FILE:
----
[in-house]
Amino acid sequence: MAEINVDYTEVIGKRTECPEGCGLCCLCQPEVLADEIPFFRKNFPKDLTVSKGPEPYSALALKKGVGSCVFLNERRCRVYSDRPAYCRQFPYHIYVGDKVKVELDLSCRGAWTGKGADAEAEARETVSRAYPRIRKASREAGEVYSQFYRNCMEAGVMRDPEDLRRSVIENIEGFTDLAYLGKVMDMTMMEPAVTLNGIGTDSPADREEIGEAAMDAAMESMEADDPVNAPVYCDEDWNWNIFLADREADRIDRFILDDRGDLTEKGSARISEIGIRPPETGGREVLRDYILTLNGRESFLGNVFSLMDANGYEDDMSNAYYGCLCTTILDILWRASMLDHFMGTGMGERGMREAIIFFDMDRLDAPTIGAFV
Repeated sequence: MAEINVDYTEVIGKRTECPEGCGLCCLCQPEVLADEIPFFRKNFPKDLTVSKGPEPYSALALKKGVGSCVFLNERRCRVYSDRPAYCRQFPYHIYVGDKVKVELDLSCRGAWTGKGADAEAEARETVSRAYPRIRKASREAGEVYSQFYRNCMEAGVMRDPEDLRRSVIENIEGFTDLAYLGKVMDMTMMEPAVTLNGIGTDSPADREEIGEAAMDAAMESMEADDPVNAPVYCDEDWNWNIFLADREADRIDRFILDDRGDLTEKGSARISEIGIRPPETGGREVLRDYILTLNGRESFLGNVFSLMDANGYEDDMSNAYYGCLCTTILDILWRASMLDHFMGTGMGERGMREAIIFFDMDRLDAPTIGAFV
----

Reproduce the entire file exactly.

[in-house]
Amino acid sequence: MAEINVDYTEVIGKRTECPEGCGLCCLCQPEVLADEIPFFRKNFPKDLTVSKGPEPYSALALKKGVGSCVFLNERRCRVYSDRPAYCRQFPYHIYVGDKVKVELDLSCRGAWTGKGADAEAEARETVSRAYPRIRKASREAGEVYSQFYRNCMEAGVMRDPEDLRRSVIENIEGFTDLAYLGKVMDMTMMEPAVTLNGIGTDSPADREEIGEAAMDAAMESMEADDPVNAPVYCDEDWNWNIFLADREADRIDRFILDDRGDLTEKGSARISEIGIRPPETGGREVLRDYILTLNGRESFLGNVFSLMDANGYEDDMSNAYYGCLCTTILDILWRASMLDHFMGTGMGERGMREAIIFFDMDRLDAPTIGAFV
Repeated sequence: MAEINVDYTEVIGKRTECPEGCGLCCLCQPEVLADEIPFFRKNFPKDLTVSKGPEPYSALALKKGVGSCVFLNERRCRVYSDRPAYCRQFPYHIYVGDKVKVELDLSCRGAWTGKGADAEAEARETVSRAYPRIRKASREAGEVYSQFYRNCMEAGVMRDPEDLRRSVIENIEGFTDLAYLGKVMDMTMMEPAVTLNGIGTDSPADREEIGEAAMDAAMESMEADDPVNAPVYCDEDWNWNIFLADREADRIDRFILDDRGDLTEKGSARISEIGIRPPETGGREVLRDYILTLNGRESFLGNVFSLMDANGYEDDMSNAYYGCLCTTILDILWRASMLDHFMGTGMGERGMREAIIFFDMDRLDAPTIGAFV